Books - April 15, 1992
United Nations Peacekeeping and the Non-Use of Force
F.T. Liu (Lynne Rienner Publishers, 1992)
The principle of non-use of force except in self-defence is central to the concept of UN peacekeeping. But its application has at times given rise to serious difficulties and controversy. The determination of whether - and when - force should be used is possibly the most difficult decision a peacekeeping operation can face. F.T. Liu recounts how this principle was formulated and analyzes problems that UN peacekeeping operations have encountered in its implementation. He notes that many of these problems arose because of the rivalry between the two superpowers, as well as the weakness of the Security Council, during the Cold War; with the end of the Cold War, though, and the resurgence of the Council, it is possible to make peacekeeping operations more effective, without altering the non-use-of-force principle. Liu proposes, among other actions, the establishment of two-tier peacekeeping forces with the participation of the major powers, thus enabling the UN to play a more useful role in the Middle East, in Cambodia, and in complex civil war situations as in Yugoslavia and Somalia.
For more on this book by Lynne Rienner Publishers, please click here.
The Global Observatory
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A list of ten key issues to watch that are likely to impact international peace and security in 2014, compiled by IPI's Francesco Mancini.
The Global Observatory, produced by IPI, provides timely analysis on peace and security issues, interviews with leading policymakers, interactive maps, and more.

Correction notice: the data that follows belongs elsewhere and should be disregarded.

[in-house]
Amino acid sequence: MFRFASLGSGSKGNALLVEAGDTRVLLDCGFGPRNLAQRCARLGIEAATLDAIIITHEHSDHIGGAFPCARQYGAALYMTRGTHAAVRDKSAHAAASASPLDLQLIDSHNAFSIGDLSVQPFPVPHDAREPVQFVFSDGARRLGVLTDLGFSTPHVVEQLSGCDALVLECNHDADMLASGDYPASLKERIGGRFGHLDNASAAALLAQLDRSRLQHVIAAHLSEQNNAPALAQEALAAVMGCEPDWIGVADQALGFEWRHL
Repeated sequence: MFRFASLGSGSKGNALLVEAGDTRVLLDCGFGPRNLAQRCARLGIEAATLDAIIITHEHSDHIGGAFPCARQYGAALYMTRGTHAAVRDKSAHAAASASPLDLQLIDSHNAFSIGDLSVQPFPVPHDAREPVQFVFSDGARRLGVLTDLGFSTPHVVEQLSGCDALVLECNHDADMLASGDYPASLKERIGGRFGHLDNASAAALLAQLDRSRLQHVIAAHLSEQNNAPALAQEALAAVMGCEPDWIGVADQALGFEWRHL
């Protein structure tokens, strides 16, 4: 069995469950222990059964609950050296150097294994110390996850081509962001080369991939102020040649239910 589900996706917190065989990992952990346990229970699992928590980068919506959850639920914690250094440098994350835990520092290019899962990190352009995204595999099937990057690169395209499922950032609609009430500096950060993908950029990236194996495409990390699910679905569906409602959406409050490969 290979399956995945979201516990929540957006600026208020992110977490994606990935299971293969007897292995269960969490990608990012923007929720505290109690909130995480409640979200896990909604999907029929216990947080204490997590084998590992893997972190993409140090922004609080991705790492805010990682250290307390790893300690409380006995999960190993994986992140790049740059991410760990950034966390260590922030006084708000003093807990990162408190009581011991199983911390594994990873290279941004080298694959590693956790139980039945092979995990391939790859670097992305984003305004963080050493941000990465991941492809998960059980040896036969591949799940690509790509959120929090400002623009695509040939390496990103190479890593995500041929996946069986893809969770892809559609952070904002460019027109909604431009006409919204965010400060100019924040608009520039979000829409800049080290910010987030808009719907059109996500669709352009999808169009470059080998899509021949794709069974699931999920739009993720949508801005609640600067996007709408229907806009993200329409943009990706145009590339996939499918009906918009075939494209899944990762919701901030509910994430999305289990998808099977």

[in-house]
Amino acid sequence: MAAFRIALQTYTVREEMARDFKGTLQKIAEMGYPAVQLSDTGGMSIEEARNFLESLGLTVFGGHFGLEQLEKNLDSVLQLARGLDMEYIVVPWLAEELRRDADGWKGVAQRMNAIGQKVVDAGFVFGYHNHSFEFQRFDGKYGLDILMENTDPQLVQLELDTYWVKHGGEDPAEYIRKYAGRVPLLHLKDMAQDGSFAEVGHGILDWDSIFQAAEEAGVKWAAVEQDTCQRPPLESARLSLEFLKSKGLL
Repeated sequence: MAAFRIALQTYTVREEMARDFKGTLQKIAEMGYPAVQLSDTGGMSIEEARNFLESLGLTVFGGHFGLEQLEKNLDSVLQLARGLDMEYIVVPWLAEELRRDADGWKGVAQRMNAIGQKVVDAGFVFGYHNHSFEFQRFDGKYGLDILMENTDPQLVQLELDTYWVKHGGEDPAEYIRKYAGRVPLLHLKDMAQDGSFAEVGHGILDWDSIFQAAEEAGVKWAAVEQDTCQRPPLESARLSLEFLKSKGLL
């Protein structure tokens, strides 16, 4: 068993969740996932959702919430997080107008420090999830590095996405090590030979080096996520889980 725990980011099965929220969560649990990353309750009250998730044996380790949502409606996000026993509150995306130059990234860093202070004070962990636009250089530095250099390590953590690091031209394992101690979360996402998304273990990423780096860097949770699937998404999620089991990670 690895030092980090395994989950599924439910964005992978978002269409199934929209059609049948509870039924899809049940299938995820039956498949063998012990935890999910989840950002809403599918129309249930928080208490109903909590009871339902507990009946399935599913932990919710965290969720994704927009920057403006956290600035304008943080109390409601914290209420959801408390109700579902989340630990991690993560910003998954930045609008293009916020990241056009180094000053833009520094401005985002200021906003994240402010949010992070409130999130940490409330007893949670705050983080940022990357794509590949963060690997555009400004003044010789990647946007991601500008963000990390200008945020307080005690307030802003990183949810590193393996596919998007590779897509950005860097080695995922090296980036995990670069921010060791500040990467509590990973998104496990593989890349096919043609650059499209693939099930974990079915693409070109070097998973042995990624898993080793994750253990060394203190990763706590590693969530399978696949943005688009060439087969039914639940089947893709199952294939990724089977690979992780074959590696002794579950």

February 26, 2014
Roméo Dallaire: Neutralize Child Soldiers Without Destroying Them
“We believe that by better training both police and military and a whole new dimension of working much closer, particularly information-wise, with NGOs and other agencies on the ground, we can work at neutralizing without destroying children as a system of weaponry in this era,” said Lt. General Roméo Dallaire (Ret.) at an IPI event on February 26th.
February 19, 2014
Gary Bass: Forgotten Genocide May Portend Future Stain on UN Inaction
The inability of the United Nations Security Council to halt mass atrocities in East Pakistan some 40 years ago has parallels to current inaction in North Korea, argued Gary Bass, a professor of politics and international affairs at Princeton University, on February 19th.
February 18, 2014
Jok: Near Collapse in South Sudan Is Shocking but Not Surprising
The events that recently brought South Sudan to a near collapse were “extremely shocking, but they were not surprising by any means,” said Jok Madut Jok, Executive Director of The Sudd Institute, at the International Peace Institute on February 18. “It was only a matter of time before the country returned to this kind of situation,” he added.
December 03, 2013
IPI Editor Adam Lupel Quoted on the Politics of Genocide [IRIN News]